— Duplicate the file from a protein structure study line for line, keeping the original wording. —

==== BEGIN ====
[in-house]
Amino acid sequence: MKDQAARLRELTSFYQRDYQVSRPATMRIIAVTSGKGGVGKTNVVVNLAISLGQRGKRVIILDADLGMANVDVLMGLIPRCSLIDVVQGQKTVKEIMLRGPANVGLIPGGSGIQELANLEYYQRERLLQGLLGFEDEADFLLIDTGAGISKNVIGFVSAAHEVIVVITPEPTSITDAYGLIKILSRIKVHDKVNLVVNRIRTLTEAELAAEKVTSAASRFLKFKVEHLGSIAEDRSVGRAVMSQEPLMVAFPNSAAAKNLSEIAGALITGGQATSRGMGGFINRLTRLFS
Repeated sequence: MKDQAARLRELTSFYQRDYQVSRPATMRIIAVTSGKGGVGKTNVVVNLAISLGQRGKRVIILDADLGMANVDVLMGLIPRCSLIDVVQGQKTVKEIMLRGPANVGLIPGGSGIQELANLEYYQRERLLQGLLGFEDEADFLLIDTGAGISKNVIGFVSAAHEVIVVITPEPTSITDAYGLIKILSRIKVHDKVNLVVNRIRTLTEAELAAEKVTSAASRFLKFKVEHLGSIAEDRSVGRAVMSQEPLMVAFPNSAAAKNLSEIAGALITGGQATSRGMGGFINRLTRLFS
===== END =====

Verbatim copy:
[in-house]
Amino acid sequence: MKDQAARLRELTSFYQRDYQVSRPATMRIIAVTSGKGGVGKTNVVVNLAISLGQRGKRVIILDADLGMANVDVLMGLIPRCSLIDVVQGQKTVKEIMLRGPANVGLIPGGSGIQELANLEYYQRERLLQGLLGFEDEADFLLIDTGAGISKNVIGFVSAAHEVIVVITPEPTSITDAYGLIKILSRIKVHDKVNLVVNRIRTLTEAELAAEKVTSAASRFLKFKVEHLGSIAEDRSVGRAVMSQEPLMVAFPNSAAAKNLSEIAGALITGGQATSRGMGGFINRLTRLFS
Repeated sequence: MKDQAARLRELTSFYQRDYQVSRPATMRIIAVTSGKGGVGKTNVVVNLAISLGQRGKRVIILDADLGMANVDVLMGLIPRCSLIDVVQGQKTVKEIMLRGPANVGLIPGGSGIQELANLEYYQRERLLQGLLGFEDEADFLLIDTGAGISKNVIGFVSAAHEVIVVITPEPTSITDAYGLIKILSRIKVHDKVNLVVNRIRTLTEAELAAEKVTSAASRFLKFKVEHLGSIAEDRSVGRAVMSQEPLMVAFPNSAAAKNLSEIAGALITGGQATSRGMGGFINRLTRLFS